From a local orchid show
It’s houseplant time, at least in the northerly zones. So it seems like a good time to repeat this post from November 2008. I think I pretty much agree with this list, except maybe the sansevieria and the spathiphyllum, both of which I’ve gotten sick of. And I think I’d be tempted to move seasonal bulbs to #1. (I don’t know why I had African violets at #1. Maybe the order wasn’t in terms of preference—I do not remember.—Elizabeth
This was requested in a comment to my recent Behind closed doors post, so I am obliging. But don’t expect any big surprises, or even much originality. There’s something about indoor gardening that breeds impatience. Even the most conscientious of us would rather not be bothered by too much fussing over our interior plants, no matter how long they have served well and faithfully.
Here’s the key to my simple numerical rankings:
Killability: 1 (You may as well compost this now)-5 (You could maybe kill this with boiling acid) Beauty: 1..
My leaves are not as pretty as this.
It’s that time of year again—gardeners are getting silly advice from the Wildlife Federation and other nature-centric organizations about why they should try to leave their leaves in place to provide wildlife habitat and “natural mulch.” Many gardening columnists and Facebookers are picking up the NWF’s 2014 “Leave the Leaves for Wildlife” post and running with it—again. I won’t go into the reasons this is mainly BS for most gardeners, as Susan has already done a fine job with that in this post. (Suffice it to say she calls this “terrible, no-good gardening advice” and proceeds from there.)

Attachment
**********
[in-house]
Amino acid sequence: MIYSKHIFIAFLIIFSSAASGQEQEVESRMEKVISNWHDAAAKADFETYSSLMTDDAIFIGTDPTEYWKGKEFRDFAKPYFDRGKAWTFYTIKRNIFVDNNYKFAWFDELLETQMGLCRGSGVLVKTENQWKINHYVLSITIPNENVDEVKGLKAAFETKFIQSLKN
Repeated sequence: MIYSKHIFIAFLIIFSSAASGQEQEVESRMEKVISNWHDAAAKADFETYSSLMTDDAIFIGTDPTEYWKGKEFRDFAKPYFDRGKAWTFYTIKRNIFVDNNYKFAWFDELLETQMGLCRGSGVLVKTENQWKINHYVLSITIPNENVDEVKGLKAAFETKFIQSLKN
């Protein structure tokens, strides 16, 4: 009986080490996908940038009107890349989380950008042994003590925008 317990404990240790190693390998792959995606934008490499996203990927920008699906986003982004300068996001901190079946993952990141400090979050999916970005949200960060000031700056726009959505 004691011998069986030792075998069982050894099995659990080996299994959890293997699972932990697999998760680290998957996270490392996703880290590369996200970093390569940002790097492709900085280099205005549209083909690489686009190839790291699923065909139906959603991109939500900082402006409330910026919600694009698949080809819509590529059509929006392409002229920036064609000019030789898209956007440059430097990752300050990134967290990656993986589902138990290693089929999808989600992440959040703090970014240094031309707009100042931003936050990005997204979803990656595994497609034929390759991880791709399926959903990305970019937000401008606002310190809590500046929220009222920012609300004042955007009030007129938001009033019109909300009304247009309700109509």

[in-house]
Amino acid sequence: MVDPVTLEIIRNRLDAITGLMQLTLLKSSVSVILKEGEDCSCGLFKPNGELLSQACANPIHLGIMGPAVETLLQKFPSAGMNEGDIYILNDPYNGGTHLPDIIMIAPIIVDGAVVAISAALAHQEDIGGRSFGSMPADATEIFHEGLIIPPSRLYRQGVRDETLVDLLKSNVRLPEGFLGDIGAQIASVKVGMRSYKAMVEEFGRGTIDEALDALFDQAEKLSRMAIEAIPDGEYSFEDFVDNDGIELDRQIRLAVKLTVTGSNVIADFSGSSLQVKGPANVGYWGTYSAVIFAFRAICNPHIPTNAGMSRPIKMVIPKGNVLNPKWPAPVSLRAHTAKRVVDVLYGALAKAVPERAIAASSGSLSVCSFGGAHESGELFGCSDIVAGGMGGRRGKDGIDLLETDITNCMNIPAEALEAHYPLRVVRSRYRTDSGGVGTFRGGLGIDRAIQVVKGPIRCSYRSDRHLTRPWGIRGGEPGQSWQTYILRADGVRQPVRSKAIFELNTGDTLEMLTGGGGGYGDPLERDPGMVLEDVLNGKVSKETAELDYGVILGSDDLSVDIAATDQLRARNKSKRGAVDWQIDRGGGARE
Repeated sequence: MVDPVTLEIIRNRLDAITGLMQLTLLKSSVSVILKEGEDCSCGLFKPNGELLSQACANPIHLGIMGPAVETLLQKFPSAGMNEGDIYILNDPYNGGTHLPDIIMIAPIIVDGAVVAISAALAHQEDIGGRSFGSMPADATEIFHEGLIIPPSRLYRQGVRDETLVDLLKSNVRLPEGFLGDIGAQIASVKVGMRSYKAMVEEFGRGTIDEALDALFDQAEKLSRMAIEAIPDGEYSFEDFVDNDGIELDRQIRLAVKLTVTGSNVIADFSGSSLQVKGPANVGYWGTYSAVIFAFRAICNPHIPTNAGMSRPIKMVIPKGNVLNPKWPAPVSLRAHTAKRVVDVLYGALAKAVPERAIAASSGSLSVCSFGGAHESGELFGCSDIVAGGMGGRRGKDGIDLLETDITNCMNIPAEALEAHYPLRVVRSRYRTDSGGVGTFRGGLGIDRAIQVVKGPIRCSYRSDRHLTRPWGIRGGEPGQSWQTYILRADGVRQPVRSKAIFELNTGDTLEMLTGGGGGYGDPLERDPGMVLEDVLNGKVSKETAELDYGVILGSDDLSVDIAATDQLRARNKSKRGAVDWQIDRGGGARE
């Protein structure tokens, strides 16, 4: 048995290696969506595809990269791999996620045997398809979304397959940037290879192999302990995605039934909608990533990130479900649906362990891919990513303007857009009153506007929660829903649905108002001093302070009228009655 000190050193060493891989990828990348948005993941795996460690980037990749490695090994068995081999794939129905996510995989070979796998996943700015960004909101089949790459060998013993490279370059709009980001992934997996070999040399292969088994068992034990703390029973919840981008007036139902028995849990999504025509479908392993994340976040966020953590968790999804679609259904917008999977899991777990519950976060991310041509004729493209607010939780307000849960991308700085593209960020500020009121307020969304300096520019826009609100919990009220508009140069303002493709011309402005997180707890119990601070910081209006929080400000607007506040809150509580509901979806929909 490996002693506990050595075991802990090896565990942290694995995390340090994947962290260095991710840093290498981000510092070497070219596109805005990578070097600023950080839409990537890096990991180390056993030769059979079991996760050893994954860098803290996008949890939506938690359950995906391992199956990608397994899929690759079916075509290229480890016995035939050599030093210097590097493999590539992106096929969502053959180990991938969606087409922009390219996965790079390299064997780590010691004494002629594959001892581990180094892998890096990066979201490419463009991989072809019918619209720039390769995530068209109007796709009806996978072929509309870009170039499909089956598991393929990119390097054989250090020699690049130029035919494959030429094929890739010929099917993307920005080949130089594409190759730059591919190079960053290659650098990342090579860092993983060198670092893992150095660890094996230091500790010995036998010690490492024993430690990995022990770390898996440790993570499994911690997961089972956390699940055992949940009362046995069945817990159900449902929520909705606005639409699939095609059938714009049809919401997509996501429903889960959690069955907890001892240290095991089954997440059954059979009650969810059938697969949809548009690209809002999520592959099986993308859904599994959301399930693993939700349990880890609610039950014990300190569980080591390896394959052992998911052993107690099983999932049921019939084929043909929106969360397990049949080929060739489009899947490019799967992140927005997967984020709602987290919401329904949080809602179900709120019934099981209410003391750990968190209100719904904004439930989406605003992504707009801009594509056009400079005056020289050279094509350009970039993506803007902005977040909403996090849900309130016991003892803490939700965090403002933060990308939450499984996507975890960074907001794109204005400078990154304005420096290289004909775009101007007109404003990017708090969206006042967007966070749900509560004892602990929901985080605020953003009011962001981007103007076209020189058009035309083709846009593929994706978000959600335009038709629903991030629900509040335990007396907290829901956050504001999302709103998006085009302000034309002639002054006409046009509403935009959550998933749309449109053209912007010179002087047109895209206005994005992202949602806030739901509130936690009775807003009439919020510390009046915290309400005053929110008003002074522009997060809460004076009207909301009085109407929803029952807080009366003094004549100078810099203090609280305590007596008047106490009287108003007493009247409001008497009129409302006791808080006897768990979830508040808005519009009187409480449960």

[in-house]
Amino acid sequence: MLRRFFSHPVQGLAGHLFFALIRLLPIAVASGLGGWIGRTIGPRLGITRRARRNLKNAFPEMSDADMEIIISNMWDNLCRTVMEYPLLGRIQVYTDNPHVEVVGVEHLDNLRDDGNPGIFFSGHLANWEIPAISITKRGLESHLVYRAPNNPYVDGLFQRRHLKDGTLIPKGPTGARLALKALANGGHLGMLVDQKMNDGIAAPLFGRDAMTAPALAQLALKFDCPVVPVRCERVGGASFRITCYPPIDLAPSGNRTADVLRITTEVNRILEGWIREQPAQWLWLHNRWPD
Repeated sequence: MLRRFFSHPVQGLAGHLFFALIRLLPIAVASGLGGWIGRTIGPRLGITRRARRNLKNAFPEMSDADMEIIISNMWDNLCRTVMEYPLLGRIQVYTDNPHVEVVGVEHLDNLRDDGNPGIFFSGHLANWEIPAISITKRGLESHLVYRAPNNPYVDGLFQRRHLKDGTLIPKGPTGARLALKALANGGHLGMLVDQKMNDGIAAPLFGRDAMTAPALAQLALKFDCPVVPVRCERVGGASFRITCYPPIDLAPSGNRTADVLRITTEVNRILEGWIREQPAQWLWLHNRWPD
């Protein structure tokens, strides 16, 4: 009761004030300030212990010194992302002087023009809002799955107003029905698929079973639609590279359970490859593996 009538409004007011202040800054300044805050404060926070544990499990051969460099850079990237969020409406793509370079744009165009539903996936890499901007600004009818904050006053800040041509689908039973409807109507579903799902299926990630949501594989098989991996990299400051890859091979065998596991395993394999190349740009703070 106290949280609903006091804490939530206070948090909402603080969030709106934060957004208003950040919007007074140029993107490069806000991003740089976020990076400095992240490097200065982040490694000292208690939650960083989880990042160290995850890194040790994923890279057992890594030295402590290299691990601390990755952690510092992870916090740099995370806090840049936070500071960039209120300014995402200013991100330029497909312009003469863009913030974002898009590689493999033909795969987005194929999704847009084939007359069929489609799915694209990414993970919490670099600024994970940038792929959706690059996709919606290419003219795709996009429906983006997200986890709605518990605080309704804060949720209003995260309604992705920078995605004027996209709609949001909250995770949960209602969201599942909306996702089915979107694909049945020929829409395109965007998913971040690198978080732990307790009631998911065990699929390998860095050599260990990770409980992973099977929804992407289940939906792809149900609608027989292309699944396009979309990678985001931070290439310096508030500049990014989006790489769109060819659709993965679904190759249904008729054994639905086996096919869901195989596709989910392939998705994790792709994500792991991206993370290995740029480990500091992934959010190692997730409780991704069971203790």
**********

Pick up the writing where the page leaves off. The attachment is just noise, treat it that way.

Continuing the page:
I am among the many gardeners who do not live in natural forest environments. I have a winding, urban garden surrounded by (mainly) big maples that dump big, fat mats of never-decomposing leaves all over my property in late November. These must be removed; they smother plants and soil and won’t be any easier to get rid of in spring. So I bag them up and leave m..
Forcing spring-blooming bulbs is a popular topic here on the Rant, thanks to Elizabeth, our bulb-forcer extraordinaire. She inspired us at Good Gardening Videos to find videos demonstrating bulb-forcing to recommend to viewers – people like me who learn best by being shown. These 8 videos on the topic have been selected by our horticultural consultant, Carol Allen.
“Forcing Bulbs in Glass Vases and Containers” by White Flower Farm.
“Forcing Bulbs for Winter Color Indoors” by Planet Natural Garden Supply Co. in Bozeman, MT.
“Spring Bulbs for Christmas” by Grow Veg in the U.K.
“How to Plant Amaryllis” by Better Homes and Gardens.
“Planting Amaryllis Bulbs” by Laura at Garden Answer.
“Forcing Amaryllis Bulbs” by Central Texas Gardener.
“The Secret to Growing Short Paperwhites” by Garden Answer.
“Growing Paperwhites Indoors” by P. Allen Smith.
Bulb-Forcing Videos originally appeared on Garden Rant on November 12, 2016.
Need some calming images? I sure do, so I’m sharing a few from my glorious visit to Rehoboth Beach, Delaware last week, where I greeted this sunrise.
I always rent a bike at the beach, then cruise around slowly, admiring the residential landscaping. But for this visit I took the advice of a long-time bicycler who told me he’d lived all over the U.S. and recommended the trail through Henlopen State Park as the most beautiful in the East.